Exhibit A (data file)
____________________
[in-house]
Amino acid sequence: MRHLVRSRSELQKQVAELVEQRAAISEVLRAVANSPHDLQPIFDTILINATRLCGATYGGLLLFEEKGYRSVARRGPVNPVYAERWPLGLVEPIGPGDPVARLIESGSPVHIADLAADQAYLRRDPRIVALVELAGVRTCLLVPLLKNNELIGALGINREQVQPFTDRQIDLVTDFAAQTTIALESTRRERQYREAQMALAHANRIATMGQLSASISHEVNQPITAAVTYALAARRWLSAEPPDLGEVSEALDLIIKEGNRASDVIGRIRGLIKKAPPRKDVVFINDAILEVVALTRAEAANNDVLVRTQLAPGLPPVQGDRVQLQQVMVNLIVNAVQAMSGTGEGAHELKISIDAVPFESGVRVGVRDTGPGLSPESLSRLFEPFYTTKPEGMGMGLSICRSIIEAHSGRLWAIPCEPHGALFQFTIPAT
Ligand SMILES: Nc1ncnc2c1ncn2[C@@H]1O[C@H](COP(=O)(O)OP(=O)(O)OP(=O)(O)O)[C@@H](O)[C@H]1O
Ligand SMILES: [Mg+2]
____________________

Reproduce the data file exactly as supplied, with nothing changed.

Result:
[in-house]
Amino acid sequence: MRHLVRSRSELQKQVAELVEQRAAISEVLRAVANSPHDLQPIFDTILINATRLCGATYGGLLLFEEKGYRSVARRGPVNPVYAERWPLGLVEPIGPGDPVARLIESGSPVHIADLAADQAYLRRDPRIVALVELAGVRTCLLVPLLKNNELIGALGINREQVQPFTDRQIDLVTDFAAQTTIALESTRRERQYREAQMALAHANRIATMGQLSASISHEVNQPITAAVTYALAARRWLSAEPPDLGEVSEALDLIIKEGNRASDVIGRIRGLIKKAPPRKDVVFINDAILEVVALTRAEAANNDVLVRTQLAPGLPPVQGDRVQLQQVMVNLIVNAVQAMSGTGEGAHELKISIDAVPFESGVRVGVRDTGPGLSPESLSRLFEPFYTTKPEGMGMGLSICRSIIEAHSGRLWAIPCEPHGALFQFTIPAT
Ligand SMILES: Nc1ncnc2c1ncn2[C@@H]1O[C@H](COP(=O)(O)OP(=O)(O)OP(=O)(O)O)[C@@H](O)[C@H]1O
Ligand SMILES: [Mg+2]